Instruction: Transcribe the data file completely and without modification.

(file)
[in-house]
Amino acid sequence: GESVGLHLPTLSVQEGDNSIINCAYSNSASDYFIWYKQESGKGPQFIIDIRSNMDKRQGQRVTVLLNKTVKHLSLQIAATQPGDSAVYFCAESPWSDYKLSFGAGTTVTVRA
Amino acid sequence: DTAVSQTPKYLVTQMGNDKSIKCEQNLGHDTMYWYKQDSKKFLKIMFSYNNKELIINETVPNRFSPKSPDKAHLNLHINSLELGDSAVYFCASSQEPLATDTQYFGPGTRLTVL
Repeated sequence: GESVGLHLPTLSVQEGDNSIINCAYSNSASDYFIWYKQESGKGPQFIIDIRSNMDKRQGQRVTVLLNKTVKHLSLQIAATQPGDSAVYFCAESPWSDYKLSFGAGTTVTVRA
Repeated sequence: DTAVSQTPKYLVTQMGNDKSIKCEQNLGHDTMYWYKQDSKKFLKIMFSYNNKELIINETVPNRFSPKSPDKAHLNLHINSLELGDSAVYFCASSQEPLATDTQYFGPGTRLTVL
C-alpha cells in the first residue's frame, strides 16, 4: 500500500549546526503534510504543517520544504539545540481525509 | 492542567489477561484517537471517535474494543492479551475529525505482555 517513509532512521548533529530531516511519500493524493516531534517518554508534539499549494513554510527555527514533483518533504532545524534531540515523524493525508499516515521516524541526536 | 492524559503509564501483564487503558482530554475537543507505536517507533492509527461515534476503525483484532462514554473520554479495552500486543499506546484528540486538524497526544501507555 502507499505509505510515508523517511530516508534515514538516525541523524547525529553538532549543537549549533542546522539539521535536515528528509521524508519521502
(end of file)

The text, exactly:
[in-house]
Amino acid sequence: GESVGLHLPTLSVQEGDNSIINCAYSNSASDYFIWYKQESGKGPQFIIDIRSNMDKRQGQRVTVLLNKTVKHLSLQIAATQPGDSAVYFCAESPWSDYKLSFGAGTTVTVRA
Amino acid sequence: DTAVSQTPKYLVTQMGNDKSIKCEQNLGHDTMYWYKQDSKKFLKIMFSYNNKELIINETVPNRFSPKSPDKAHLNLHINSLELGDSAVYFCASSQEPLATDTQYFGPGTRLTVL
Repeated sequence: GESVGLHLPTLSVQEGDNSIINCAYSNSASDYFIWYKQESGKGPQFIIDIRSNMDKRQGQRVTVLLNKTVKHLSLQIAATQPGDSAVYFCAESPWSDYKLSFGAGTTVTVRA
Repeated sequence: DTAVSQTPKYLVTQMGNDKSIKCEQNLGHDTMYWYKQDSKKFLKIMFSYNNKELIINETVPNRFSPKSPDKAHLNLHINSLELGDSAVYFCASSQEPLATDTQYFGPGTRLTVL
C-alpha cells in the first residue's frame, strides 16, 4: 500500500549546526503534510504543517520544504539545540481525509 | 492542567489477561484517537471517535474494543492479551475529525505482555 517513509532512521548533529530531516511519500493524493516531534517518554508534539499549494513554510527555527514533483518533504532545524534531540515523524493525508499516515521516524541526536 | 492524559503509564501483564487503558482530554475537543507505536517507533492509527461515534476503525483484532462514554473520554479495552500486543499506546484528540486538524497526544501507555 502507499505509505510515508523517511530516508534515514538516525541523524547525529553538532549543537549549533542546522539539521535536515528528509521524508519521502